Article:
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Cycling: 'Miracle' needed to reopen Armstrong case

Disgraced cyclist Lance Armstrong needs nothing less than a "miracle" to revisit his lifetime ban from sports after admitting to doping, the world anti-doping body chief said Tuesday. "I see it as done and dusted and it would take something close to a miracle to see it go forward in his case," said John Fahey, outgoing president of the World Anti-Doping Agency (WADA). Armstrong, 42, said in an interview he would cooperate to discover the extent of doping in the sport so long as he's treated the same as his fellow drug cheats.

Armstrong says he will testify with 100 percent honesty

LONDON (Reuters) - Disgraced former Tour de France winner Lance Armstrong has said he will testify with "100 percent transparency and honesty" at any independent enquiry into doping in cycling but wants assurances he will be treated fairly. The 42-year-old Texan told the BBC World Service on Monday that there had to be consistency from those probing the extent of doping in the sport. "If everyone gets the death penalty, then I'll take the death penalty," he said.

Cycling: Armstrong pleads for fair treatment

Disgraced cycling champion Lance Armstrong has said he will co-operate in a bid to discover the extent of doping in the sport so long as he's treated the same as his fellow drug cheats. "If everyone gets the 'death penalty', then I'll take the 'death penalty'," said Armstrong in an interview with the BBC World Service. "If everyone gets a free pass, I'm happy to take a free pass. If everyone gets six months, then I'll take my six months," added the 42-year-old.

Documentary 'The Armstrong Lie' deconstructs cyclist's myth-making

By Mary Milliken LOS ANGELES (Reuters) - Filmmaker Alex Gibney was not alone in being duped by Lance Armstrong and his strident denials that he had doped and cheated his way to cycling's biggest prizes over the years.

Armstrong questions fairness of life ban

(Reuters) - Lance Armstrong believes he was treated unfairly and singled out for punishment by the United States Anti-Doping Agency (USADA) after being banned for life for doping. Armstrong, who was stripped of his record seven Tour de France titles last year after a USADA investigation, said he competed on a level playing field because many of his rivals doped but feels he was targeted for punishment.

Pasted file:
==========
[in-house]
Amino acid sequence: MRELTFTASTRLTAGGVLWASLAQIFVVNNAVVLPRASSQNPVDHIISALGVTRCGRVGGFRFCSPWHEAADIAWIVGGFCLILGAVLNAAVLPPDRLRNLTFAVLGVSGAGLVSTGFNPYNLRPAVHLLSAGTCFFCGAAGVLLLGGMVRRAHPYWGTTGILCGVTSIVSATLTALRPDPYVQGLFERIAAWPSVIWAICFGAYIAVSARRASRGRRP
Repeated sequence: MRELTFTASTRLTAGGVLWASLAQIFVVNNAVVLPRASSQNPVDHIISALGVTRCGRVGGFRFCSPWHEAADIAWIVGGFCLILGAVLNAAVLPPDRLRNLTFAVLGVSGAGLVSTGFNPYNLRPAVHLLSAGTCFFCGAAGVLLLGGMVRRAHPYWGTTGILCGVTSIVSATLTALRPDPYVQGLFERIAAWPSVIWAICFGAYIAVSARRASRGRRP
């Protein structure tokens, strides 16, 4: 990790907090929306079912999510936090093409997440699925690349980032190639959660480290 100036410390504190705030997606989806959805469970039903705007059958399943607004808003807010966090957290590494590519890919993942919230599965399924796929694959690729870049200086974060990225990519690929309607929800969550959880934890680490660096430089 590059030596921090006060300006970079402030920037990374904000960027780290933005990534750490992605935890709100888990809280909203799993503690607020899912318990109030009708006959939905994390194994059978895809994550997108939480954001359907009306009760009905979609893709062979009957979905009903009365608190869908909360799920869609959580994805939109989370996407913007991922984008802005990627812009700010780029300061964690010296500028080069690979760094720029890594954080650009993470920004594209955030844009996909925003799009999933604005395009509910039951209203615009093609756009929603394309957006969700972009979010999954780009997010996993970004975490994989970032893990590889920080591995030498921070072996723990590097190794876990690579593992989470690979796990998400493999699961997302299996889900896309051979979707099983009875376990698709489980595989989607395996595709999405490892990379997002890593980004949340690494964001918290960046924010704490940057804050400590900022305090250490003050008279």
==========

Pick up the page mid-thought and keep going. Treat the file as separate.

I was wrong to use cancer to boost image, says Armstrong

(Reuters) - Disgraced Tour de France champion Lance Armstrong has said he was wrong to use the story of his fight against cancer to boost his image as he tried to fend off the doping accusations that eventually led to his downfall. "I'd love to change it but I can't," the American, who survived testicular cancer, said after being reminded in an interview with that he had once told journalists: "I've seen death in the face and I don't do drugs."

US man threatened US drug chief over Armstrong probe

A US man has pleaded guilty to threatening the head of the US anti-doping agency USADA over the probe which brought down cycling legend Lance Armstrong, prosecutors said Tuesday. Anti-Doping Agency (USADA) head Travis Tygart took the threat, which warned he should wear a bullet-proof best, so seriously that he hired private security and moved his family to a protected location while the FBI investigated. Robert Hutchins, who admitted guilt as part of a plea deal the terms of which were not disclosed, faces up to five years in jail for the offense.

Hesjedal says he 'chose wrong path' amid allegations of doping involvement

TORONTO - Star Canadian cyclist Ryder Hesjedal responded to doping allegations Wednesday, saying he "chose the wrong path" and made "mistakes." Excerpts from a new book by former Danish rider Michael Rasmussen say Hesjedal was shown how to use performance-enhancing drugs at the start of his career. "And even though those mistakes happened more than 10 years ago, and they were short-lived, it does not change the fact that I made them and I have lived with that and been sorry for it ever since," Hesjedal said in the statement.

Cycling: Froome backs new UCI chief to usher in new dawn

Tour de France champion Chris Froome has backed new International Cycling Union president Brian Cookson to rid the sport of its doping culture and usher in a new dawn. Froome had to field a number of questions and suspicions related to his performances during his masterful victory at the Grand Boucle in July as some equated his dominant displays in the mountains to the use of illegal substances.

McQuaid denies telling team member not to cooperate

FLORENCE, Italy (Reuters) - International Cycling Union (UCI) president Pat McQuaid denied on Thursday an allegation that he told an employee of a professional team not to cooperate with an investigation into disgraced cyclist Lance Armstrong. "Never did anything like that," McQuaid told Reuters in a text message.
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